Emma Watson Pussy
War And Peace
know. Shes very
good-hearted, I suppose, _mais excessivement terre-a-terre._
Still, Im very glad to see her."
He took Annas hand and looked inquiringly into her eyes.
Misinterpreting the look, she smiled to him. Next morning, in
spite of the protests of her hosts, Darya Alexandrovna prepared
for her homeward journey. Levins coachman, in his by no means
new coat and shabby hat, with his ill-matched horses and his
coach with the patched mud-guards, drove with gloomy
determination into the covered gravel approach.
Darya Alexandrovna disliked taking leave of Princess Varvara and
the gentlemen of the party. After a day spent together, both she
and her hosts were distinctly aware that they did not get on
together, and that it was better for them not to meet. Only Anna
was sad. She knew that now, from Dollys departure, no one again
would stir up within her soul the feelings that had been roused
by their conversation. It hurt her to stir up these feelings,
but yet she knew that that was the best part of her soul, and
that that part of her soul would quickly be smothered in the life
she was leading.
As she drove out into the open country, Darya Alexandrovna had a
delightful sense of relief, and she felt tempted to ask the two
men how they had liked being at Vronskys, when suddenly the
coachman, Philip, expressed himself unasked:
"Rolling in wealth they may be, but three pots of oats was all
they gave us. Everything cleared up till there wasnt a grain
left by cockcrow. What are three pots? A mere mouthful! And
oats now down to forty-five kopecks. At our place, no fear, all
comers may have as much as they can eat."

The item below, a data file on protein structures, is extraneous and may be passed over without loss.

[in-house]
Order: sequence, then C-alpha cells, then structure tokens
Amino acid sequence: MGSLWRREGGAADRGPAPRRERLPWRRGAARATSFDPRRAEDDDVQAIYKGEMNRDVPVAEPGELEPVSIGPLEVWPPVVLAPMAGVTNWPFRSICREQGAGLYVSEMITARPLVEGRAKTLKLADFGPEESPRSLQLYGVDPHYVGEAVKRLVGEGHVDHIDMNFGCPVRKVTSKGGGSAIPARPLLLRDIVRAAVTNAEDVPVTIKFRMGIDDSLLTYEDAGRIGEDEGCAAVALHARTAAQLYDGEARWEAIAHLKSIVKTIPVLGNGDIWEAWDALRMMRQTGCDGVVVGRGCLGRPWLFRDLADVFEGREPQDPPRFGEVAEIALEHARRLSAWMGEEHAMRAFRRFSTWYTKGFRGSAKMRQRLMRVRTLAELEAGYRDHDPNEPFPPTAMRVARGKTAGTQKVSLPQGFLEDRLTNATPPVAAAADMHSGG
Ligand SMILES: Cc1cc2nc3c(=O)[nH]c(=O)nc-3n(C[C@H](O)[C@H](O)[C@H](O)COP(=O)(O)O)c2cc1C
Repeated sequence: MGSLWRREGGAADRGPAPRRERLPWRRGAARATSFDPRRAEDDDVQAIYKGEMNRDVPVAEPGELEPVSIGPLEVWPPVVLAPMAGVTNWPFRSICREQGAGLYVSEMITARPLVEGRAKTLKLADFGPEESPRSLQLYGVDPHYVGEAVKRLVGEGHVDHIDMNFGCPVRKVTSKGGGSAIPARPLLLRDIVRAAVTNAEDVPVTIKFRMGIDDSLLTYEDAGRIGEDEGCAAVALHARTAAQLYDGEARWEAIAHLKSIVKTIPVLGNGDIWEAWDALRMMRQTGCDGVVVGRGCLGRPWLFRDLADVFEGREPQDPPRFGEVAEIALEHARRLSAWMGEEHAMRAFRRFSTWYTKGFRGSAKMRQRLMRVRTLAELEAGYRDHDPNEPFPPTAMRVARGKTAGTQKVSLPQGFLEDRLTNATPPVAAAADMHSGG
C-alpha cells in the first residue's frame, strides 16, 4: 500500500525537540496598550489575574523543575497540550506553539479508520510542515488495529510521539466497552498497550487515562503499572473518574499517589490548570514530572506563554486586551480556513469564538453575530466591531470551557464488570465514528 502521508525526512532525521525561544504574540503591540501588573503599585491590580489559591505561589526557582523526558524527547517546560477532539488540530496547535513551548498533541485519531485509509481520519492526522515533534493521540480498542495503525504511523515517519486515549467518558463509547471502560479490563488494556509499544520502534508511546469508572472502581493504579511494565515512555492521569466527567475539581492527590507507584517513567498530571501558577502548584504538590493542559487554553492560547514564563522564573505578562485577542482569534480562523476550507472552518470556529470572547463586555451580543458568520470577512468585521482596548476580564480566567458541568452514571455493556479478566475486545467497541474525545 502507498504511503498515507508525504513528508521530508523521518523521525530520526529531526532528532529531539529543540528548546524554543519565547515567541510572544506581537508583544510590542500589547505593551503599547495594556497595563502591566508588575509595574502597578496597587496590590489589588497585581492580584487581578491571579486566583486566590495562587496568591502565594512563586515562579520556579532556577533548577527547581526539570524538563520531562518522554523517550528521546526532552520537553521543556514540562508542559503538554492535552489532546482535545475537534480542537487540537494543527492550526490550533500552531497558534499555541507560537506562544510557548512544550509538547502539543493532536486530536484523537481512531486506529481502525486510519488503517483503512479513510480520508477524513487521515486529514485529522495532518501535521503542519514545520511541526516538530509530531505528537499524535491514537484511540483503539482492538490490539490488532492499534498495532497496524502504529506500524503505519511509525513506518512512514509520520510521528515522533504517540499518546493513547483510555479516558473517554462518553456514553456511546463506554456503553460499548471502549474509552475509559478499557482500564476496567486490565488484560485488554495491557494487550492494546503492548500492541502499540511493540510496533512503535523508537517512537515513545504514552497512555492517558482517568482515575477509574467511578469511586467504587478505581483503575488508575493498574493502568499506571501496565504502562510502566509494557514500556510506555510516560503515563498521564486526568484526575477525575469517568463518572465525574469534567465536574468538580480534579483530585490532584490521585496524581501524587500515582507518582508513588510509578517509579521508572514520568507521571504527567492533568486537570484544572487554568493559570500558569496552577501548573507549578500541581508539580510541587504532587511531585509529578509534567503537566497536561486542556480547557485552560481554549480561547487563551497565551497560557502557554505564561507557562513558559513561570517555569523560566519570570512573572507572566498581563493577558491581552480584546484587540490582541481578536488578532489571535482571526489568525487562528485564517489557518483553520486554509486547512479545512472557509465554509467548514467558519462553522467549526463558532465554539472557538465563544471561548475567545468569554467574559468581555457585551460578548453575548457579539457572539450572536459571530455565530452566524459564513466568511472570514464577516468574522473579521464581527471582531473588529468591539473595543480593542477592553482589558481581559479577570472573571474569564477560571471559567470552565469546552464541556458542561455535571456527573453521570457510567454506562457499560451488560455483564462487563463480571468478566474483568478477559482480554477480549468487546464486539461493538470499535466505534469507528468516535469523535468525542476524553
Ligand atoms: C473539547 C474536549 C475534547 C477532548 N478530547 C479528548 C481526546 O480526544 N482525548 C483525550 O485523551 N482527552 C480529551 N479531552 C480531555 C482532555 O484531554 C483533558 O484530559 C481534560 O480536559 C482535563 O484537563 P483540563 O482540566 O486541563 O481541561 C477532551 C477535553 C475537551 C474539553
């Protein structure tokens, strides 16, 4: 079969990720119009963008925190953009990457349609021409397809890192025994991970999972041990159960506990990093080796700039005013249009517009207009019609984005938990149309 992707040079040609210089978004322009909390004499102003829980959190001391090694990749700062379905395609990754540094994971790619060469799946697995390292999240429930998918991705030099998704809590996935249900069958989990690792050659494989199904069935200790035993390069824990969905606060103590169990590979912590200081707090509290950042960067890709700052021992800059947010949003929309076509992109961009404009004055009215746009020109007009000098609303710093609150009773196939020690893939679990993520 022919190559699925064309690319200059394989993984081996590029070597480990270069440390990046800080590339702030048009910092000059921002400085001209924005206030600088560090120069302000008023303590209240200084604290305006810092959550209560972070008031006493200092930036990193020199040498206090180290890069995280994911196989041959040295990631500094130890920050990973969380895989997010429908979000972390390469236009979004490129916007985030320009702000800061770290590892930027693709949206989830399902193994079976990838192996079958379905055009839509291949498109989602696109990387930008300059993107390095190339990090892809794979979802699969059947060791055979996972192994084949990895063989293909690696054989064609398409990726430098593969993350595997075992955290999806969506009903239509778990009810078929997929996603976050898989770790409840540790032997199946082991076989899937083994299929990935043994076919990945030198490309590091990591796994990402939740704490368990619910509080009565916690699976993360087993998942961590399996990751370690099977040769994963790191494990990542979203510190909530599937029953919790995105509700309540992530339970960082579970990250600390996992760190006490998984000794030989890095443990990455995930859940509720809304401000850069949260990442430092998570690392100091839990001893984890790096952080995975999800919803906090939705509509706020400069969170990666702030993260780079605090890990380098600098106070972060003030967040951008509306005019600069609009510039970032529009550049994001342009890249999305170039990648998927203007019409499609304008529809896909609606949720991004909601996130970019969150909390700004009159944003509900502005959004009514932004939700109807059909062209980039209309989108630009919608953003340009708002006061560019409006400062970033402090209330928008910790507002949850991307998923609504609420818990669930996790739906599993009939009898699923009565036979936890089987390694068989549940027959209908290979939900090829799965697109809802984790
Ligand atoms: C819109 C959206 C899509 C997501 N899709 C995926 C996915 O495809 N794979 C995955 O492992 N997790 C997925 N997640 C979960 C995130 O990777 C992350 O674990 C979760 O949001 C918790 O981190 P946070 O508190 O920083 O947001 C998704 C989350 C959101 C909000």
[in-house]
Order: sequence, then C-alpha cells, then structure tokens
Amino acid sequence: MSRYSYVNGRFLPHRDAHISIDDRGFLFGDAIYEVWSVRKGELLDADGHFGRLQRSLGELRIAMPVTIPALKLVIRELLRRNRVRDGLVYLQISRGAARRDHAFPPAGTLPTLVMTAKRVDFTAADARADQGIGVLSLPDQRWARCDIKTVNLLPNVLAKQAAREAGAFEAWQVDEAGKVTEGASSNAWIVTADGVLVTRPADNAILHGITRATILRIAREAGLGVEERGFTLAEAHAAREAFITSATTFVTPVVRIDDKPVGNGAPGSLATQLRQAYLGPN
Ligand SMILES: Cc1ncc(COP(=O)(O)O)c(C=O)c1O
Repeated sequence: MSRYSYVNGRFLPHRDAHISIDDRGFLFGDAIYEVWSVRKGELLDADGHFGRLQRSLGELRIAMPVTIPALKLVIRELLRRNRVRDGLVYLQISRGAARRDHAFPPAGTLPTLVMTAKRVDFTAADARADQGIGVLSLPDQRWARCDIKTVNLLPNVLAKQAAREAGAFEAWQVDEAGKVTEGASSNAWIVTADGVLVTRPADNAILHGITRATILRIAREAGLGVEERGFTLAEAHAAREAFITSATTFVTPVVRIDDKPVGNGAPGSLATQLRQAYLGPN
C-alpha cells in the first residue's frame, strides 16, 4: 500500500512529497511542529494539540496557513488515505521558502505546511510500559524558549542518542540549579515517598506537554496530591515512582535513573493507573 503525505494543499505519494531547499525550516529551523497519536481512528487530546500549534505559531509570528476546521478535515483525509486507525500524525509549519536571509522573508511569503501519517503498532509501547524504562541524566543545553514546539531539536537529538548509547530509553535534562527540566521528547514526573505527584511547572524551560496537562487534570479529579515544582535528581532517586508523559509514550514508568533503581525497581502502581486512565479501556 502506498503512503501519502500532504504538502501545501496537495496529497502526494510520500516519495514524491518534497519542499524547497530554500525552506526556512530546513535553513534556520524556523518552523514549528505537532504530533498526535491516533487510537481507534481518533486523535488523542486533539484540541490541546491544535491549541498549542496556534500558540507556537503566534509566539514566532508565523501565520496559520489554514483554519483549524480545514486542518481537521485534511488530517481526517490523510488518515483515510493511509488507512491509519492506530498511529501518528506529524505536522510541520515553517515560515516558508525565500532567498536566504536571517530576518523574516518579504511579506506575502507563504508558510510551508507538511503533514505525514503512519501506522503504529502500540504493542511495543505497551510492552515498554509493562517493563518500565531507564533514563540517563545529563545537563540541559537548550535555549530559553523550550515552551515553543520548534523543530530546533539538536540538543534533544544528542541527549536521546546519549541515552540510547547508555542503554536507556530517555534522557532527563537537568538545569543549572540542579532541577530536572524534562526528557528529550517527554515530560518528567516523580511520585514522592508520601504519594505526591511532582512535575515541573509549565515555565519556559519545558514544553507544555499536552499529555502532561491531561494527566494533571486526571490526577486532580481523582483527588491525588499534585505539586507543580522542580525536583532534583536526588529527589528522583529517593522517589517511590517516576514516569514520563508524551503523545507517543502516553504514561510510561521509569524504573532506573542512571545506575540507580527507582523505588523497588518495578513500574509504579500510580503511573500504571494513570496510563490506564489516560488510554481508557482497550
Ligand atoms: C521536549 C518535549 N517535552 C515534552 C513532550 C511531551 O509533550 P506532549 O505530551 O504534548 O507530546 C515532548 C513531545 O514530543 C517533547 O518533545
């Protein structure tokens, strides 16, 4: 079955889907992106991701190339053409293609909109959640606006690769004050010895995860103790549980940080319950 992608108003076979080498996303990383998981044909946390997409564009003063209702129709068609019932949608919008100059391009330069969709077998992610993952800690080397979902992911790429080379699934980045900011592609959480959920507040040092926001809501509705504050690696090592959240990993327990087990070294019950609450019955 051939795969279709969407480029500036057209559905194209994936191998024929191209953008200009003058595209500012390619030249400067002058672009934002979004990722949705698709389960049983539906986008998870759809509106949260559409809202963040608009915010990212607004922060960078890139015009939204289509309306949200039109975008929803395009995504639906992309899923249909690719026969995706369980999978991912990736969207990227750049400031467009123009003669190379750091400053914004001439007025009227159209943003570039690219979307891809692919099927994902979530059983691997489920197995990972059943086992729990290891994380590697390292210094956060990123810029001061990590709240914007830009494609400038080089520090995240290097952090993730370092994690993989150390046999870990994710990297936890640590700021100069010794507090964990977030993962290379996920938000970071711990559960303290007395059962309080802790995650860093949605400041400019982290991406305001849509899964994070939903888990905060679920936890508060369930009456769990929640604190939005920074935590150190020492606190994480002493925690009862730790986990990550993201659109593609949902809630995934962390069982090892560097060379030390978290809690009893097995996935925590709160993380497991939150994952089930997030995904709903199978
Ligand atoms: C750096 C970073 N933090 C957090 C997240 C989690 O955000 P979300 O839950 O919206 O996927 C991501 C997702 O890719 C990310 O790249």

"The masters a screw," put in the counting house clerk.
"Well, did you like their horses?" asked Dolly.
"The horses!--theres no two opinions about them. And the food
was good. But it seemed to me sort of dreary there, Darya
Alexandrovna. I dont know what you thought," he said, turning
his handsome, good-natured face to her.
"I thought so too. Well, shall we get home by evening?"
"Eh, we must!"
On reaching home and finding everyone entirely satisfactory and
particularly charming, Darya Alexandrovna began with great
liveliness telling them how she had arrived, how warmly they had
received her, of the luxury and good taste in which the Vronskys
lived, and of their recreations, and she would not allow a word
to be said against them.
"One has to know Anna and Vronsky--I have got to know him better
now--to see how nice they are, and how touching," she said,
speaking now with perfect sincerity, and forgetting the vague
feeling of dissatisfaction and awkwardness she had experienced
Vronsky and Anna spent the whole summer and part of the winter
in the country, living in just the same condition, and still
taking no steps to obtain a divorce. It was an understood thing
between them that they should not go away anywhere; but both
felt, the longer they lived alone, especially in the autumn,
without guests in the house, that they could not stand this
existence, and that they would have to alter it.
Their life was apparently such that nothing better could be
desired. They had the fullest abundance of everything; they had
a child, and both had occupation. Anna devoted just as much care
to her appearance when they had no visitors, and she did a great
deal of reading, both of novels and of what serious literature
was in fashion. She ordered all the books that were praised in
the foreign papers and reviews she received, and read them with
that concentrated attention which is only given to what is read
in seclusion. Moreover, every subject that was of interest to
Vronsky, she studied in books and special journals, so that he
often went straight to her with questions relating to agriculture
or architecture, sometimes even with questions relating to
horse-breeding or sport. He was amazed at her knowledge, her
memory, and at first was disposed to doubt it, to ask for
confirmation of her facts; and she would find what he asked for
in some book, and show it to him.
The building of the hospital, too, interested her. She did not
merely assist, but planned and suggested a great deal herself.
But her chief thought was still of herself--how far she was dear
to Vronsky, how far she could make up to him for all he
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